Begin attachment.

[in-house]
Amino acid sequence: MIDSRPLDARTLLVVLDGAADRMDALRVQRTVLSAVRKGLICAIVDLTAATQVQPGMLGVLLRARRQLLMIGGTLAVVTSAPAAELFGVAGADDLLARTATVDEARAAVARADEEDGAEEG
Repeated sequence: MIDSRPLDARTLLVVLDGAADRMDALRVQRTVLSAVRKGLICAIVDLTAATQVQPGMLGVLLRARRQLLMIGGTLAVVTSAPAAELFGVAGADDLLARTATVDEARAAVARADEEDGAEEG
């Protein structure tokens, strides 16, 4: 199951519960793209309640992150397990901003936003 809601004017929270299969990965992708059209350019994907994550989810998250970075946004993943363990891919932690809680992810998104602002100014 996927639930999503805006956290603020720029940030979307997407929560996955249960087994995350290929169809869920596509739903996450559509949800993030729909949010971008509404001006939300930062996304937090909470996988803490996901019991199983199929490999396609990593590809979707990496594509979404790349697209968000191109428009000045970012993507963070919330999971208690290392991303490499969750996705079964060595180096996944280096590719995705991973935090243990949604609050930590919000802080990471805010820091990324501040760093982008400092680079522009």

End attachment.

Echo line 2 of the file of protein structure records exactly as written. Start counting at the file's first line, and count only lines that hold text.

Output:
Amino acid sequence: MIDSRPLDARTLLVVLDGAADRMDALRVQRTVLSAVRKGLICAIVDLTAATQVQPGMLGVLLRARRQLLMIGGTLAVVTSAPAAELFGVAGADDLLARTATVDEARAAVARADEEDGAEEG